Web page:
On my many journeys up and down our roads, I frequently pass an intriguing gothic structure on the outskirts of Leeds. I can’t say much about it because I only ever glimpse it somewhere on my right, but it sparked enough curiosity for me to do some research on whether there were any stately homes or National Trust properties in the vicinity, and I soon came up with Lotherton Hall, an estate which had been in private hands since the 17th Century but which was now run by Leeds City Council.
Unexpectedly in the area recently I took the opportunity to visit and discover more.
The formal gardens with obligatory features such as sun-dials and summer-houses came as no surprise; they were virtually mandatory displays for the gentry to display their taste (and wealth).
Those at Lotherton are no match for a Stowe, or even Wallington, but they are pleasant enough and contain a tiny treasure in the shape of a 12th Century chapel, originally the church of Lotherton Village (of which nothing remains) it was subsumed into the estate and became a private place of worship for the Gascoigne family who owned the hall.
But then a surprise. Rising from the leafy hedges sits an Asian man in conical hat, engrossed in a book while balancing cross-legged on a buffalo (whose ears and horns have seeming suffered from human interference). What on earth is such a figure doing in a Yorkshire garden? The answer is that the last Gascoigne to reside here, Sir Alvary Douglas Frederick Trench-Gascoigne, was a former British Ambassador to both Russian and Japan, and the house is therefore home to many souvenirs of his travels. It was the death of his son Douglas in combat during WWII that ended the line of Gascoigne baronets and which ultimately led to Sir Alvary’s decision to give the property to Leeds City Council shortly before his own death.
Aside from the oriental artefacts the house displays the usual crockery and silverware, bric-a-brac and devices that whilst once the height of innovation now seem quaint and amusing. Some features seem a little out-of-place, but this is because the Gascoigne’s second Yorkshire home (Parlington Hall) was abandoned in the early 20th Century and several of its features removed to Lotherton before its demolition.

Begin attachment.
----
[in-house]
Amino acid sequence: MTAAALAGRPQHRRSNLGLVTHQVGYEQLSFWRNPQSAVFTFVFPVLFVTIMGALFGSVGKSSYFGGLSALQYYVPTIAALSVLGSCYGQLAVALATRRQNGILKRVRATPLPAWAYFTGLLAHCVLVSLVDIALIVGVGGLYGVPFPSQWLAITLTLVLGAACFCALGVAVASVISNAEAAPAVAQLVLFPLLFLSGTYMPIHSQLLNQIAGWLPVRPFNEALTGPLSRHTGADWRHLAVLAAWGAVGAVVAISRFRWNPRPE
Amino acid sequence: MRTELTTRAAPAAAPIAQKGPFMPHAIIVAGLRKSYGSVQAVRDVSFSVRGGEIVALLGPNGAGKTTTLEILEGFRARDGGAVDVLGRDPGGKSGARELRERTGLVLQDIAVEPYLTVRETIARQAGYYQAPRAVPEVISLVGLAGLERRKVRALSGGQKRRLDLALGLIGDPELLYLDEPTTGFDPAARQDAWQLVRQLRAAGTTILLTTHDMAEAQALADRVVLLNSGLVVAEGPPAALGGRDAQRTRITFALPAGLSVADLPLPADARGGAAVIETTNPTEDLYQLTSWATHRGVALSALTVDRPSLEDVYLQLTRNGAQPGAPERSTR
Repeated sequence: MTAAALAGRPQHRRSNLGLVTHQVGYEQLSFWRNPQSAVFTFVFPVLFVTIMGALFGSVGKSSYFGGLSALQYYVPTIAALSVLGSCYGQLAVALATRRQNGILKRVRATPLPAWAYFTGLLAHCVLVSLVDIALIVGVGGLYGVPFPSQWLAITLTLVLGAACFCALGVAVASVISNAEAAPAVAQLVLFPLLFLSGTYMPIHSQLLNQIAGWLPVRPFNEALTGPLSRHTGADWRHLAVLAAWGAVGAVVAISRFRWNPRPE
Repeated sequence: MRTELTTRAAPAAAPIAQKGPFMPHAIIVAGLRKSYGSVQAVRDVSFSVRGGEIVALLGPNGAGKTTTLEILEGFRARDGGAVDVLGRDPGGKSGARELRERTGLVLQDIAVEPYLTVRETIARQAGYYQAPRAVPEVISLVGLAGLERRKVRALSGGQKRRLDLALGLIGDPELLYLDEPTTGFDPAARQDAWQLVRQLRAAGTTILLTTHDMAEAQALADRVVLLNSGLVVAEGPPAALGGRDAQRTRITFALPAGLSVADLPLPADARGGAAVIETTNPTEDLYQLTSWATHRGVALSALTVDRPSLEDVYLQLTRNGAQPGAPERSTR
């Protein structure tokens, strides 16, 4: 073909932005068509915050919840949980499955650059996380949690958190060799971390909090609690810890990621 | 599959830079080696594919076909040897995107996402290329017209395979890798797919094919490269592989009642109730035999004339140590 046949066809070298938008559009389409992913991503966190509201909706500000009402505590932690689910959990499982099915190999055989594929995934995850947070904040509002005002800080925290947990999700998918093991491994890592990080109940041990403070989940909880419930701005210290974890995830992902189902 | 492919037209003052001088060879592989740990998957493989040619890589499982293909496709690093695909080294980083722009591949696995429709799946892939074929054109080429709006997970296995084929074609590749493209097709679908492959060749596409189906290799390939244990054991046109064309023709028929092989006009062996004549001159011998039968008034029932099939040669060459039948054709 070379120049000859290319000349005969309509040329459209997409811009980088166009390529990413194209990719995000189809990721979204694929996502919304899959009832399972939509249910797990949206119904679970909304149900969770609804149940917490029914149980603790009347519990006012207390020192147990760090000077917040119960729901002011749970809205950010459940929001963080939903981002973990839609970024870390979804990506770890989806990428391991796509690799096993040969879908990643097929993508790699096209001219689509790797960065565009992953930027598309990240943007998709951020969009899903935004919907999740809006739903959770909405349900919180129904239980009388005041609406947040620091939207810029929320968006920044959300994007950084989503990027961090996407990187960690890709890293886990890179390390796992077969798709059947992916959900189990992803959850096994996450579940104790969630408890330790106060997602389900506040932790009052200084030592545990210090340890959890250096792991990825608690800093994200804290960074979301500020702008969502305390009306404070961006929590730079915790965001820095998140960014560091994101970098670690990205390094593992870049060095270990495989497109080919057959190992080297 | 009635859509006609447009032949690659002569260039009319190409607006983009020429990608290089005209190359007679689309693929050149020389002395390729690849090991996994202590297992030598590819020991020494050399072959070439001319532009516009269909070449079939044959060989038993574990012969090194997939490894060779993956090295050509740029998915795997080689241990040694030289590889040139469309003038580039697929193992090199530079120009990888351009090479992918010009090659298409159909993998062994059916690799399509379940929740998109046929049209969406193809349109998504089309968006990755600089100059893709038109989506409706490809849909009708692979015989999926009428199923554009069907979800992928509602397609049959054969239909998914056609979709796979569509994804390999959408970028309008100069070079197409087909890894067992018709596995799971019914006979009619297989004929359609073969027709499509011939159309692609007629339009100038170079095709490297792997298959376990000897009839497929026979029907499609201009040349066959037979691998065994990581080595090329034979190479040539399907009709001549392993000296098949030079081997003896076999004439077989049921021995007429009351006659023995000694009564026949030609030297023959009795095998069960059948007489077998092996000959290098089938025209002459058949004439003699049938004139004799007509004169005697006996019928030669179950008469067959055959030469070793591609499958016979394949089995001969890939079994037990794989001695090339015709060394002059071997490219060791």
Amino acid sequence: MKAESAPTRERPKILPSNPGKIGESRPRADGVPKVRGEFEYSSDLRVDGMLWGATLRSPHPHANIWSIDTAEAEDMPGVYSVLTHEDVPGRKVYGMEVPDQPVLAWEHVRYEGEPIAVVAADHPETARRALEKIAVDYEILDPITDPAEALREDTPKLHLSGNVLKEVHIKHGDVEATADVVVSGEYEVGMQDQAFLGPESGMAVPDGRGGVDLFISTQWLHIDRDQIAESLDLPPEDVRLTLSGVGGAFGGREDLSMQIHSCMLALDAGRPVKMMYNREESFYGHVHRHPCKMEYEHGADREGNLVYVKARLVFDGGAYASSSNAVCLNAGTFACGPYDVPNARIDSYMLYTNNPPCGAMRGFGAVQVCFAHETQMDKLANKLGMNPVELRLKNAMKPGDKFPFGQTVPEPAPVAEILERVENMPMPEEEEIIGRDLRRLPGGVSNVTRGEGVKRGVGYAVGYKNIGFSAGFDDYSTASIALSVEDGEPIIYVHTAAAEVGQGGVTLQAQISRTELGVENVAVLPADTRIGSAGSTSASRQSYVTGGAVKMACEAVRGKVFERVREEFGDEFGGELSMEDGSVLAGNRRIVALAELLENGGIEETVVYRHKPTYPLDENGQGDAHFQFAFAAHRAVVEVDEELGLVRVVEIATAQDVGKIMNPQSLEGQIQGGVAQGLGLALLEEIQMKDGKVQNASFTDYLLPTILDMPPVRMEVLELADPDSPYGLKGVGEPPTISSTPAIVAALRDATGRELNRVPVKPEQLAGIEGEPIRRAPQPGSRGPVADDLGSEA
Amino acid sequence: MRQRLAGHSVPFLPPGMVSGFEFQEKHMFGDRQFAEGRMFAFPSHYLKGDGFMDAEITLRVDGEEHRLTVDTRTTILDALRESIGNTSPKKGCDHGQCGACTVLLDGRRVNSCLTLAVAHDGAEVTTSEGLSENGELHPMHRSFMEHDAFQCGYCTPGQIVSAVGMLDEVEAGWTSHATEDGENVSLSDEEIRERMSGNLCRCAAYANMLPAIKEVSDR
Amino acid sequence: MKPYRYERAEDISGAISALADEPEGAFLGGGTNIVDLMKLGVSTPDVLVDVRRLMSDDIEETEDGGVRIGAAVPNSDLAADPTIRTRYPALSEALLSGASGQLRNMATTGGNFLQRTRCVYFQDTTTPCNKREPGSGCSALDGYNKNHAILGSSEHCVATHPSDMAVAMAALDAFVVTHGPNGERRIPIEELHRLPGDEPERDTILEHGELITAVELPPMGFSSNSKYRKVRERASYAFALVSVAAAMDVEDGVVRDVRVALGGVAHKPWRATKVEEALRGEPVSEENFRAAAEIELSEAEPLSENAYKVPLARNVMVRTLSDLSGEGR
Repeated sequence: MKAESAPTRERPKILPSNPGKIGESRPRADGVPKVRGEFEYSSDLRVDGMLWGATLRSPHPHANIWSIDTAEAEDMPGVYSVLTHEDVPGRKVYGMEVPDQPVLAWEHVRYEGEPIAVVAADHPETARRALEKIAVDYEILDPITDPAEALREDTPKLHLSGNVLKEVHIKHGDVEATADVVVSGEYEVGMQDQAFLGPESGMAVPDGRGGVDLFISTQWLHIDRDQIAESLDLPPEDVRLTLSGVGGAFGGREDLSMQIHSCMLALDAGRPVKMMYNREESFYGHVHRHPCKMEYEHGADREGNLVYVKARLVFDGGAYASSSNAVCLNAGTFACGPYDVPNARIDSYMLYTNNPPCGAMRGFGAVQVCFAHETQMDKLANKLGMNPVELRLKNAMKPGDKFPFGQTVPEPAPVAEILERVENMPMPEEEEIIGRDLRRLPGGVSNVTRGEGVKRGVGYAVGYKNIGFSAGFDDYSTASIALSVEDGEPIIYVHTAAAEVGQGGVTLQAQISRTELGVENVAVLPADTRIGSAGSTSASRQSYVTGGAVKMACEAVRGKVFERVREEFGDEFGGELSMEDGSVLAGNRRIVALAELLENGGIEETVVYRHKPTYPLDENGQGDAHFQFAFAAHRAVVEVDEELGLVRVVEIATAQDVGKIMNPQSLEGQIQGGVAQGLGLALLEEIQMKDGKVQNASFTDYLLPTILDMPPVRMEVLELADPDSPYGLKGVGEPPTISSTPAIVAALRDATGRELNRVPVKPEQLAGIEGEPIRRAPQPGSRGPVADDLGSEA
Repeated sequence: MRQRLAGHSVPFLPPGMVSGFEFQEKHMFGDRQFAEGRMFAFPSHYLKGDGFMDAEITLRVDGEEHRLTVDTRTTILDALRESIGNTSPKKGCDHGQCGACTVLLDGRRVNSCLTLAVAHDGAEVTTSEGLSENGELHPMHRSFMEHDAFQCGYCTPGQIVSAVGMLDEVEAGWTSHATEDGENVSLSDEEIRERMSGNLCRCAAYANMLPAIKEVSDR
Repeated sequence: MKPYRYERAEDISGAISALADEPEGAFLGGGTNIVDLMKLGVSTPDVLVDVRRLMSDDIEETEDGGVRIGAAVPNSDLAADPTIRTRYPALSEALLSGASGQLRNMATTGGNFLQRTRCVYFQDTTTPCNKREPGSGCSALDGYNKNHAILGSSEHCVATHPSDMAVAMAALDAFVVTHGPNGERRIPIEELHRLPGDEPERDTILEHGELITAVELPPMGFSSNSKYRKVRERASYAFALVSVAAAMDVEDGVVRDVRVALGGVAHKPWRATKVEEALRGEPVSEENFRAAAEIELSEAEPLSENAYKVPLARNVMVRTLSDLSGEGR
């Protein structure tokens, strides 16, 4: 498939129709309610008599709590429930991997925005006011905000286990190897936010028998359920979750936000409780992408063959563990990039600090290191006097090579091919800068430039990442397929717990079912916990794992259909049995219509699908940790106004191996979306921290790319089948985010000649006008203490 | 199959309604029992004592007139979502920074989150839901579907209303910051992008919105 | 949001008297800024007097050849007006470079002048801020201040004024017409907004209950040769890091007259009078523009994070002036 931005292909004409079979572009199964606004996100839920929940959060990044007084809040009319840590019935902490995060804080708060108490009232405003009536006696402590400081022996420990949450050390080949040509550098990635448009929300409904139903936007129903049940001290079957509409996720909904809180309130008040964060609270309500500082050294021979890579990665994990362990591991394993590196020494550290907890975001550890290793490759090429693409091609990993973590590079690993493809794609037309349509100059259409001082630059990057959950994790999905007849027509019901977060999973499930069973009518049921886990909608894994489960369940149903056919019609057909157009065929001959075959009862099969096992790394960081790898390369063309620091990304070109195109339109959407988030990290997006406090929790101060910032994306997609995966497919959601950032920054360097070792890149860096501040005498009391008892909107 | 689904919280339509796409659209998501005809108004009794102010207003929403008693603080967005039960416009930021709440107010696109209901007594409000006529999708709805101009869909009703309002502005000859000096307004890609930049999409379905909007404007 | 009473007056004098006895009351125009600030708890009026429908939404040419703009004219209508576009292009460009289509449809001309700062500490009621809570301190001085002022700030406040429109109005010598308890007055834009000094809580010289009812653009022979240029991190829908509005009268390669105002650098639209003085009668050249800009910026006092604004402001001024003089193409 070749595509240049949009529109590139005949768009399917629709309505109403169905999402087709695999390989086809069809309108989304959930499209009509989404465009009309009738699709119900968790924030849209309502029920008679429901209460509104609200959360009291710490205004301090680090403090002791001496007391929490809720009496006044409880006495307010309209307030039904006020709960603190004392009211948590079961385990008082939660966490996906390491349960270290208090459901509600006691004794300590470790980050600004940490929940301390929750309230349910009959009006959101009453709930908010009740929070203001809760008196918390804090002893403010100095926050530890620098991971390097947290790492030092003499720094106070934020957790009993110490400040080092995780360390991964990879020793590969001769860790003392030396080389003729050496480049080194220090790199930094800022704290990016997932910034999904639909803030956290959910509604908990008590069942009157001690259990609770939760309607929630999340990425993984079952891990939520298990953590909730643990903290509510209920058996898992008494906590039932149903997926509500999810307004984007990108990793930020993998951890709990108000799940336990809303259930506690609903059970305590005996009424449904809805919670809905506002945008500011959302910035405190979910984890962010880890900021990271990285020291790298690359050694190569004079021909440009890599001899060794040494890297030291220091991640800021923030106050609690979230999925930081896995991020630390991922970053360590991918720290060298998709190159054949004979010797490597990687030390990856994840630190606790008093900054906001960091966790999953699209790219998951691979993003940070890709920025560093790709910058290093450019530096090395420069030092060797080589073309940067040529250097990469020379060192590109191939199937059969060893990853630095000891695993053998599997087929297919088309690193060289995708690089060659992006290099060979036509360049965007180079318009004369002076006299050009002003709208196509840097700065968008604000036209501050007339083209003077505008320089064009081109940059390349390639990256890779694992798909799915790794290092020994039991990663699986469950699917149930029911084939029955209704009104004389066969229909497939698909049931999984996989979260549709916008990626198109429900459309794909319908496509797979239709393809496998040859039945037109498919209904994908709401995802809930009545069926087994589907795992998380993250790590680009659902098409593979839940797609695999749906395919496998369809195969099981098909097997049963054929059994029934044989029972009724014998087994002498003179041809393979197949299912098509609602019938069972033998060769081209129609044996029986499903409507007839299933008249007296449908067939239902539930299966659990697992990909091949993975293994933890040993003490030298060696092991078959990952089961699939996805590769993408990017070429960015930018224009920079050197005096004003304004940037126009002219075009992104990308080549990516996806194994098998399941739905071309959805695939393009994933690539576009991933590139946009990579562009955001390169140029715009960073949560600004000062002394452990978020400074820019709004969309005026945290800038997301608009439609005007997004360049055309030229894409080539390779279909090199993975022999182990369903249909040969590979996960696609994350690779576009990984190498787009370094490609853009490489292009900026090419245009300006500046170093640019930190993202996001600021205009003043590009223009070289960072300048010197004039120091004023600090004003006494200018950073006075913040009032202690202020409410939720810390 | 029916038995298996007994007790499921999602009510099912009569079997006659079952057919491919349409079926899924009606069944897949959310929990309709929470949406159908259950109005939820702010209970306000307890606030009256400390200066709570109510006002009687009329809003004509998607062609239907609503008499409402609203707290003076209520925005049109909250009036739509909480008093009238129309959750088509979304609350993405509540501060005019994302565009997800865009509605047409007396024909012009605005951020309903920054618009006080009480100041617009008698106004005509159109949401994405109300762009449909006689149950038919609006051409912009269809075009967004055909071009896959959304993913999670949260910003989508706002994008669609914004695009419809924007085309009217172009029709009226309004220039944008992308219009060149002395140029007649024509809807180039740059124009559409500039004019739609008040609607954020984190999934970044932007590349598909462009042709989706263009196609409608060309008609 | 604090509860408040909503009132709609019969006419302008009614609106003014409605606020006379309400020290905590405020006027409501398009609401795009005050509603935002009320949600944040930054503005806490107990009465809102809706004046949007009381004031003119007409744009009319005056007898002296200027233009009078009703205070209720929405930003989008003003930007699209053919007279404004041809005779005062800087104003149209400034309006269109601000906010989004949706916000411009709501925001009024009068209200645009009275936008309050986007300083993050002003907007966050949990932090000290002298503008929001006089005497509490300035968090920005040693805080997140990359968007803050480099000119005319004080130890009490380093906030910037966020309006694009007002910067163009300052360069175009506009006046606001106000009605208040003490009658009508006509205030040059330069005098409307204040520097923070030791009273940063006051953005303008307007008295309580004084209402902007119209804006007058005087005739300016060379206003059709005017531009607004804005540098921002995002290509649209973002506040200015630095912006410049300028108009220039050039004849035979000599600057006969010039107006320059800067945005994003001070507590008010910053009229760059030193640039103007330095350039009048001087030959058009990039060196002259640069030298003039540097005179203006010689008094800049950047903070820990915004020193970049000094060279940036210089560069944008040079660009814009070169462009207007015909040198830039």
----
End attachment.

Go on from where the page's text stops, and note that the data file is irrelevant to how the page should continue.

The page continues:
But what of the grand gothic structure itself?
It wasn’t there.
Lotherton is not the lancet-windowed edifice glimpsed from my car window. Instead it is an Edwardian Country House which is to my eye is rather nondescript. I didn’t even bother photographing it.
Instead I devoted my attention of one of its other offerings; the bird park. A collection of endangered species are perhaps the most colourful of the displays here, and though I question whether the conditions are really suitable I couldn’t resist their colours and textures.
As to the building that started all of this? It transpires that there are almshouses, built by two sisters in the Gascoigne family in the grounds of what was Parlington Hall and these were built in the Gothic Revival style. Sited at the southern end of the village of Aberford, they are now owned by a company providing vehicle tracking services. Shame I couldn’t have used them to track my goal more effectively!